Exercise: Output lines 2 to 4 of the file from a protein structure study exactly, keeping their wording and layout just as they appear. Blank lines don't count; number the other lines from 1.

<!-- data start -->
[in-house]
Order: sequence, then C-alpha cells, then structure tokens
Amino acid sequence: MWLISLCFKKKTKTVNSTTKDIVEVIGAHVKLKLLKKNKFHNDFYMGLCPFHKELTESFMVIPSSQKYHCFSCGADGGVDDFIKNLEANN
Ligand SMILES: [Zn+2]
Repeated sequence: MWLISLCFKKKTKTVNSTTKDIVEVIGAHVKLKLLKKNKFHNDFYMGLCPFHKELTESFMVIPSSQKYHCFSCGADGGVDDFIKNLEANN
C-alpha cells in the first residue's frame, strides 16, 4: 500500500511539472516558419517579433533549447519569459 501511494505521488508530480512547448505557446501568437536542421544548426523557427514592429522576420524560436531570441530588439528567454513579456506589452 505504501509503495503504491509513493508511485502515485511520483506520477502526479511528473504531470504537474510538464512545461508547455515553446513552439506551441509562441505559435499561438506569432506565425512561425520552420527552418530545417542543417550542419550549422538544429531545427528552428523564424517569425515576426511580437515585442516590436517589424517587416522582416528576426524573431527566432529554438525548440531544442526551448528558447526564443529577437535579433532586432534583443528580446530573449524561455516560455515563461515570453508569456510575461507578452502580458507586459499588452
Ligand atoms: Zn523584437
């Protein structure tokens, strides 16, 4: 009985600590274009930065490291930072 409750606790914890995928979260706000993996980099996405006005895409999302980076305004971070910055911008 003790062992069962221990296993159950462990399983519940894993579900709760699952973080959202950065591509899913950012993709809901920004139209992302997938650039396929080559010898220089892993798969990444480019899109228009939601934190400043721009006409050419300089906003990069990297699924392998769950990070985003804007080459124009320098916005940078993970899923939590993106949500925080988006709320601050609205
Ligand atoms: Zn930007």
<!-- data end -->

Order: sequence, then C-alpha cells, then structure tokens
Amino acid sequence: MWLISLCFKKKTKTVNSTTKDIVEVIGAHVKLKLLKKNKFHNDFYMGLCPFHKELTESFMVIPSSQKYHCFSCGADGGVDDFIKNLEANN
Ligand SMILES: [Zn+2]